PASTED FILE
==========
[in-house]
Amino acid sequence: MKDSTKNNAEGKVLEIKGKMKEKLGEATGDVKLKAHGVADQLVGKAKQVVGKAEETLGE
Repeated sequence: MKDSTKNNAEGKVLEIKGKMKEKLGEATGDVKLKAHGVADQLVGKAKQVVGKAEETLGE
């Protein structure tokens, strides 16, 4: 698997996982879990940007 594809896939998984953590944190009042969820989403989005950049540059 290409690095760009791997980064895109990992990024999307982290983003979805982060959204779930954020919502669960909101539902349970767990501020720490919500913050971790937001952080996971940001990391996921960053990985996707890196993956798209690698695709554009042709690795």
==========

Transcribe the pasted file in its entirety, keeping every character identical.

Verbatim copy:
[in-house]
Amino acid sequence: MKDSTKNNAEGKVLEIKGKMKEKLGEATGDVKLKAHGVADQLVGKAKQVVGKAEETLGE
Repeated sequence: MKDSTKNNAEGKVLEIKGKMKEKLGEATGDVKLKAHGVADQLVGKAKQVVGKAEETLGE
């Protein structure tokens, strides 16, 4: 698997996982879990940007 594809896939998984953590944190009042969820989403989005950049540059 290409690095760009791997980064895109990992990024999307982290983003979805982060959204779930954020919502669960909101539902349970767990501020720490919500913050971790937001952080996971940001990391996921960053990985996707890196993956798209690698695709554009042709690795």